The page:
Whether we’re struggling with our bodies, our relationships, our addictions, or some other intractable problem, many of us find our thoughts covering the same painful ground again and again. We’re not gaining new insights, and we can’t seem to stop the cycle. The thoughts themselves become a topic of worry and self-judgment.
Peeking behind the curtain
In their book When Women Stop Hating Their Bodies, Jane R. Hirschmann and Carol H. Munter explain that “bad body” thoughts are never about the body. Instead, they serve as a curtain to hide underlying issues that have been labeled “unthinkable.” Not only are “bad body” thoughts (or any other obsessive thoughts) painful in themselves, but they leave the “unthinkable” issues unaddressed and unchanged.
Their process of noticing, questioning, and putting aside “bad body” thoughts can be adapted to any recurring painful theme. Over time, the theme occurs less often, and the underlying issues are gradually addressed.
1. Name a theme
Perhaps a recurring theme comes to mind immediately. If you can’t think of one, it is possible that a theme runs below your conscious awareness. For example, body hatred is so common it can become unnoticed background noise. Choose some reminder to check in with yourself – every time you go through a doorway, for example – and notice what you’re thinking about over the next few days.
If you have several themes taking turns in your thoughts, choose just one, perhaps the one that seems easiest to address.
2. Gentle observation
Once you’ve selected a theme, simply observe when it comes up in your thoughts. “Ah, there it is.” The more often it comes up, the more chances you’ll get to watch it, so there’s no need to judge the frequency of the topic in your thoughts. If judgment does arise, gently observe that as well.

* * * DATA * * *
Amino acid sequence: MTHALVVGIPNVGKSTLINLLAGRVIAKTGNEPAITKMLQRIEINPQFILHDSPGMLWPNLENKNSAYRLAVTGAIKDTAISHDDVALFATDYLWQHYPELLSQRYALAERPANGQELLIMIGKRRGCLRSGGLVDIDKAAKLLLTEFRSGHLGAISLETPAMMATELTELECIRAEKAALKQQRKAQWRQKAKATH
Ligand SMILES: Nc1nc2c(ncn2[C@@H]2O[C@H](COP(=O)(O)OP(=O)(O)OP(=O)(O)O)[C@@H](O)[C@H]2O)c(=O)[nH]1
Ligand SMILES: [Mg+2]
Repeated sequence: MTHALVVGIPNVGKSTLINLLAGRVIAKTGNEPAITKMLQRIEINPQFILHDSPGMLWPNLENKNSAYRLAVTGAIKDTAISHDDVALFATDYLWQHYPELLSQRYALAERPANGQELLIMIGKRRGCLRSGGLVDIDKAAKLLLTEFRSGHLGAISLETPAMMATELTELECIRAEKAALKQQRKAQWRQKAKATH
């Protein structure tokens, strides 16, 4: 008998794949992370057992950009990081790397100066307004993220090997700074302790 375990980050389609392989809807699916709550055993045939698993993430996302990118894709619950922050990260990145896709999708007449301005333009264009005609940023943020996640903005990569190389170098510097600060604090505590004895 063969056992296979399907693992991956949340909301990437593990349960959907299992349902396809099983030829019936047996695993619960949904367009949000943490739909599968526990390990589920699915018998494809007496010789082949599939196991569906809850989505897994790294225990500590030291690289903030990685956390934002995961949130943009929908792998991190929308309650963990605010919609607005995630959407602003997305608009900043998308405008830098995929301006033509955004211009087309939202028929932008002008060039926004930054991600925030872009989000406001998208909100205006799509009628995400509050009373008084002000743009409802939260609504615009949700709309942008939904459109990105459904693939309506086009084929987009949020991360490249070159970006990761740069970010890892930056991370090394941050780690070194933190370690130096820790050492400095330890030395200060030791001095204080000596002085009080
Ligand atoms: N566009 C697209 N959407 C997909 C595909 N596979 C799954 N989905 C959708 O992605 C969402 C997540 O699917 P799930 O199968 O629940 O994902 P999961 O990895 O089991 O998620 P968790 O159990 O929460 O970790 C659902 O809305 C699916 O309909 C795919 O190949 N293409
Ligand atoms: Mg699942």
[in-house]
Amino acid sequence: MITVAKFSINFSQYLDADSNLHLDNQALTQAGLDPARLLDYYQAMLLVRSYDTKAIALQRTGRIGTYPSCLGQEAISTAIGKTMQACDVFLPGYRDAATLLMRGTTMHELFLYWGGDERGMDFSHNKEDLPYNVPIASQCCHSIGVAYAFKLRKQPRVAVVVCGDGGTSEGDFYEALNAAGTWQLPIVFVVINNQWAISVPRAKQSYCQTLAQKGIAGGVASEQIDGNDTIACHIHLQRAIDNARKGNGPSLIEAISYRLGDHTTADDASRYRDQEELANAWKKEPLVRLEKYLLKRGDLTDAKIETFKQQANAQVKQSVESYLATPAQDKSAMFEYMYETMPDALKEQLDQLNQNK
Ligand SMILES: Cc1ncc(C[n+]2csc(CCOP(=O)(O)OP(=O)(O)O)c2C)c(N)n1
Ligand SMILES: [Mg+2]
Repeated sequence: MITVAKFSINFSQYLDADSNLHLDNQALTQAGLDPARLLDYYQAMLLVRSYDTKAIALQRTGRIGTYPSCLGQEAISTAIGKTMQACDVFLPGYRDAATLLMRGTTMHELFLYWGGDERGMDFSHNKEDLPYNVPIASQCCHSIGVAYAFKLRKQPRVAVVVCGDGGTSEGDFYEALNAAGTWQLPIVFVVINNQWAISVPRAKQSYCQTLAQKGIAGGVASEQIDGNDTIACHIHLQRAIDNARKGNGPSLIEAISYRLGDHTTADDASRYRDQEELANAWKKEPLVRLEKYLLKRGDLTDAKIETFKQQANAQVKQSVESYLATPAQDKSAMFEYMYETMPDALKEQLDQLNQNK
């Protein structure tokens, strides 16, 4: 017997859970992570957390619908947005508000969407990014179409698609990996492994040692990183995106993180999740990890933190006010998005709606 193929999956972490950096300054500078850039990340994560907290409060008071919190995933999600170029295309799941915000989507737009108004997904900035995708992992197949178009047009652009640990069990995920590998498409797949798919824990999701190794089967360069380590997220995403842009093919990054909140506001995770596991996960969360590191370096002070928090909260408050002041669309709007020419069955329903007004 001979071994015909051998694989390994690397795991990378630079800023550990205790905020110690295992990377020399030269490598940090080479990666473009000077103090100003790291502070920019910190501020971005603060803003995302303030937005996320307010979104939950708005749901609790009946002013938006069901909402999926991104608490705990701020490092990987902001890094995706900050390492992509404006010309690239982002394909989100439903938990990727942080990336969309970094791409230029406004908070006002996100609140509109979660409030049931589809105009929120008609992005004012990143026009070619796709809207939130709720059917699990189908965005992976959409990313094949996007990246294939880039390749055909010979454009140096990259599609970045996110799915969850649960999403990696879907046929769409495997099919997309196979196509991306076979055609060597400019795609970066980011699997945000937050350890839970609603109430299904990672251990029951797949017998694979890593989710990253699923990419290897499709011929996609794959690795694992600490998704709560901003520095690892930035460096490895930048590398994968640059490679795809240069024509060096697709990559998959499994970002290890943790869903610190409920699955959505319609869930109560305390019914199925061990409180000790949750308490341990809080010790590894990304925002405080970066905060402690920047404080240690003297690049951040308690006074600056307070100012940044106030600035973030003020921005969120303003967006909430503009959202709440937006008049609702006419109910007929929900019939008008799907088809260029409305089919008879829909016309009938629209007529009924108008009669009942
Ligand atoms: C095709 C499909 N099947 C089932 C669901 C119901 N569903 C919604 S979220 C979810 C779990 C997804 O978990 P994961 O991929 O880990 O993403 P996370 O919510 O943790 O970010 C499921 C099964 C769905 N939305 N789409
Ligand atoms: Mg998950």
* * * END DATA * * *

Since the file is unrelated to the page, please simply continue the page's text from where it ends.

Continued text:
At first, you may be deep in the familiar obsessive pattern before you remember to step back and notice it. After some practice, the first few words or images will be enough. “Ah, there it is.”
3. Exploring context
The next step is to explore the context that triggers the recurring theme. With gentle curiosity, look back at what you were doing, thinking, feeling, and noticing just before the recurring theme started. At first, you may get repeatedly distracted, but eventually a pattern will emerge. Often a sense of relief and rightness accompanies the discovery. Sit with it and breathe.
Sometimes, the process of noticing and exploring the context needs to be repeated many times before a clear resolution appears. If frustration or other feelings arise around the process itself, bring your attention to them. Perhaps they carry the message you are searching for.
4. Thinking the unthinkable
The previously unthinkable issue may be much bigger or much smaller than you feared.
Sometimes, simply noticing and allowing a previously disallowed feeling – shame, or anger, or joy – resolves the problem.
Sometimes, embracing a previously disallowed thought entails years of gradual action. “I never wanted to be in this career. I want to find out how I can contribute to the world.”
Sometimes, it heralds a big change. “I need a divorce!”
5. Reclaiming energy
Remember, noticing the underlying issue does not oblige you to make any immediate changes. The issue has been there all along, and simply acknowledging it is already a big step. As you reclaim the energy that was previously diverted into the obsessive thoughts, you may notice new ideas and plans bubbling up. Welcome them, and take action when the time is right for you.
Peace and power
The process of questioning and setting aside obsessive thoughts can bring peace and power. Unchanging, painful thoughts are gradually replaced with awareness of underlying issues that have real solutions.
In their article “Hold That Fat Thought“, Jane R. Hirschmann and Carol H. Munter explain their process for examining body hating thoughts and discovering their underlying message.